Another word on screaming. Only because it is so important and it actually sets the tone of your home. Let’s get it out in the open, most of us do it once in awhile. If your kids are fighting in the back seat and they are hitting each other, touching each other, looking at each other or singing into each other’s ears, we can lose it. Love is patient, except when your three and two year old are pouring sand over your 10 month olds head.
Sometimes screams are for rounding the troops up in the morning before school, that is not the type of screaming I’m talking about. I’m talking about the screams used for rebuke. This will take away from the lesson at hand and turn your children into screamers along with your entire household. Peace and harmony? No way.
A hot tempered man stirs up dissension,
But a patient man calms a quarrel.
Always try to have your children’s feelings and best interests in mind. We must stay focused on the fact that our child is a child of God and that we are given the privilege of being God’s caretakers on earth. This will curb any tendency to abuse our power as parents. We should never embarrass our children in front of family and friends. Parents should always remove a misbehaving child from the room and reprimand in private- especially when the child is five or older. They tend to be more self-aware than younger children. Our children are not replicas of ourselves and like us, they are far from perfect. They are individuals who want to be recognized for their special gifts and talents. They want to be accepted and cherished. The goal of effective discipline is not to make them feel less so. It is, ultimately, to show them that we DO accept and cherish them and therefore, know that they are capable of respectful behavior. He who answers before listening-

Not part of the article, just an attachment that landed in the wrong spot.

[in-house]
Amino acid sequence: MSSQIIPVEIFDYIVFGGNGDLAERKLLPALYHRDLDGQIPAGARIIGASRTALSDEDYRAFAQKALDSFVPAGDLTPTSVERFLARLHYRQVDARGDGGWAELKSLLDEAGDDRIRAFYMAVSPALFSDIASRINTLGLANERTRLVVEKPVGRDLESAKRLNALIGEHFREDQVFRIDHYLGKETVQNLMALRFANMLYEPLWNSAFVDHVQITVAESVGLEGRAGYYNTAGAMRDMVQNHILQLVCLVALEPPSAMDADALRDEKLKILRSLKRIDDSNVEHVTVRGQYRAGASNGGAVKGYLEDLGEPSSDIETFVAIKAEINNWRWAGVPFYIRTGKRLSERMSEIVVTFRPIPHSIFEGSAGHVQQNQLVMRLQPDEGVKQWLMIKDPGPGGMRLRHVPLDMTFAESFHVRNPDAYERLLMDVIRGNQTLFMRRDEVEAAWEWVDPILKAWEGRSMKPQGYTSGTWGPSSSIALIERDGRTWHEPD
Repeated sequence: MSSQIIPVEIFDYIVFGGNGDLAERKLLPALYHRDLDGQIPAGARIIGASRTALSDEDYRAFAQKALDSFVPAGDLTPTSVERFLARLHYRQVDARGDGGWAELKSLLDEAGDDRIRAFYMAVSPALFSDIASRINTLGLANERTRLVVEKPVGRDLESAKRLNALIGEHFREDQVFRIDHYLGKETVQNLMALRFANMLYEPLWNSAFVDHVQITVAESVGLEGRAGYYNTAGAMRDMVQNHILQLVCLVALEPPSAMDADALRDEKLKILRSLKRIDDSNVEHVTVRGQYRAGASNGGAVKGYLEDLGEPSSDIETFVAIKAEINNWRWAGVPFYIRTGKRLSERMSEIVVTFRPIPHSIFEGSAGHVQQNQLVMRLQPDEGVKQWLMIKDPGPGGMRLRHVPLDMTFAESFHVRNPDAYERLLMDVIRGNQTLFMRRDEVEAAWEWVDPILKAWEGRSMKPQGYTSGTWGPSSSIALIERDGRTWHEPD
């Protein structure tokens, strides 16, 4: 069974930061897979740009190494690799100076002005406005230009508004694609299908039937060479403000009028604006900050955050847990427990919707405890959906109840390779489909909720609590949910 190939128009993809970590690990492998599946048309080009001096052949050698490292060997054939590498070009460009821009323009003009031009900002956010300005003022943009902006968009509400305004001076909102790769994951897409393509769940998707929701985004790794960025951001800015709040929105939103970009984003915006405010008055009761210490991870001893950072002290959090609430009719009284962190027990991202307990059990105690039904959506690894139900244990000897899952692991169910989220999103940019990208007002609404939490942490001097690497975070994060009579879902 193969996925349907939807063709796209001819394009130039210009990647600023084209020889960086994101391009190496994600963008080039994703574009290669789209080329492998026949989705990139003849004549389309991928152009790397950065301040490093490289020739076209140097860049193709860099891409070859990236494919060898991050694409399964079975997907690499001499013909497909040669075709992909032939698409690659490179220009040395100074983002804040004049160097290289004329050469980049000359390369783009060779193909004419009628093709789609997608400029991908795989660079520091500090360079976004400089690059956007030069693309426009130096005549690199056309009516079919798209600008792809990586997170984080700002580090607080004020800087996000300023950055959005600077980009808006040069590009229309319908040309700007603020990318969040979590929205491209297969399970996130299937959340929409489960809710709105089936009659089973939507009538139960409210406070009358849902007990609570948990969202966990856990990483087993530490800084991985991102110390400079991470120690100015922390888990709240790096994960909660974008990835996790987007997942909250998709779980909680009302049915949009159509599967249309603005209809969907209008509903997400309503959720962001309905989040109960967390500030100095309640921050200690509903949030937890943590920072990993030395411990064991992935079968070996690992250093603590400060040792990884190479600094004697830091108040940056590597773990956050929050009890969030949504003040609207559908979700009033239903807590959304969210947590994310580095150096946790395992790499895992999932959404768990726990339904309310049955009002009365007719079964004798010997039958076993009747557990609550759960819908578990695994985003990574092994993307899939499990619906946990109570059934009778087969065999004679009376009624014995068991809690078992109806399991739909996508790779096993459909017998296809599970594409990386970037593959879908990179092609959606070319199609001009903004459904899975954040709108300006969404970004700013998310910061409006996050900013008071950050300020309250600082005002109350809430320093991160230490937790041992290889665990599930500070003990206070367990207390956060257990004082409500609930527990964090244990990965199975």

That is his folly and his shame.
The Perfect Parent?!
No one is a perfect parent and sometimes we fail miserably. While God asks us to aim to do everything right by our children, we must realize that in matters of discipline, we will occasionally do everything wrong. We scream at our kids at the top of our lungs when we have just had it up to here, there and everywhere. We say something demeaning and disrespectful. We often get frustrated when we try to start out on the right foot with this effective discipline gig and end up flubbing. Here is a suggestion. If this is happening, keep a journal of the mistakes you make. It is like a diet, when you have to write down what you eat you feel more accountable before you put something in your mouth. When what we have done wrong is spelled out in front of us, we become less apt to do it. And don’t give up or give in. The fruit is plentiful when we are good stewards of our children.
Speaking of good stewards and discipline. When we become parents, we put all of our needs and wants on the back burner. What does this mean? You can’t go to college? No. You can’t make goals to learn a trade? No. It may mean you can’t get your nails done, or your hair done so that you can save money or pay for the needs of your child. It may mean you won’t purchase that new outfit or those cute pair of shoes. It also means you won’t be partying so that you can get up with your child in the morning and take care of them. It may mean you’ll get less sleep, less friend-time, less “you” time. It means you’ll read to your child before they go to bed instead of watching your favorite show. Stewardship and discipline are important in parenting. Being selfless instead of selfish is the foundation of those two principles. Addiction is selfish. It demands to be fed, nurtured and catered too. It demands your time, your money and your faithfulness. It demands you lie, cheat and sometimes steal. Addiction is so selfish it robs you of experiencing the best that life has to offer, while giving you a temporary, and horribly inferior “joy”. It robs you of feeling your ups and downs and most importantly, it robs you of your children.
Diligent hand will rule,
But laziness ends in slave labor.